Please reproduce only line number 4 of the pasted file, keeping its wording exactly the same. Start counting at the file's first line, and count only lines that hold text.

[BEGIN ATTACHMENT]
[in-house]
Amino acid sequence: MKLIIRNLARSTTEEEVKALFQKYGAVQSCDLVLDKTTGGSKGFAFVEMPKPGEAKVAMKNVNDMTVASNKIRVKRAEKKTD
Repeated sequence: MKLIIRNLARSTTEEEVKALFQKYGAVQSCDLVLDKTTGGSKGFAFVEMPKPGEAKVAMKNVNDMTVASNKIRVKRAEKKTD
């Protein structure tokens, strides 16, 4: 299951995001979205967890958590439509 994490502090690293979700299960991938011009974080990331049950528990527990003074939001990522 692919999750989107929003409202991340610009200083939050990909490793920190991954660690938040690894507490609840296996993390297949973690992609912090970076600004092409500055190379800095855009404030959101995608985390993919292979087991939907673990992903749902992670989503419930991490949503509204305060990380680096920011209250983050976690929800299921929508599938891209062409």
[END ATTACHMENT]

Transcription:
């Protein structure tokens, strides 16, 4: 299951995001979205967890958590439509 994490502090690293979700299960991938011009974080990331049950528990527990003074939001990522 692919999750989107929003409202991340610009200083939050990909490793920190991954660690938040690894507490609840296996993390297949973690992609912090970076600004092409500055190379800095855009404030959101995608985390993919292979087991939907673990992903749902992670989503419930991490949503509204305060990380680096920011209250983050976690929800299921929508599938891209062409």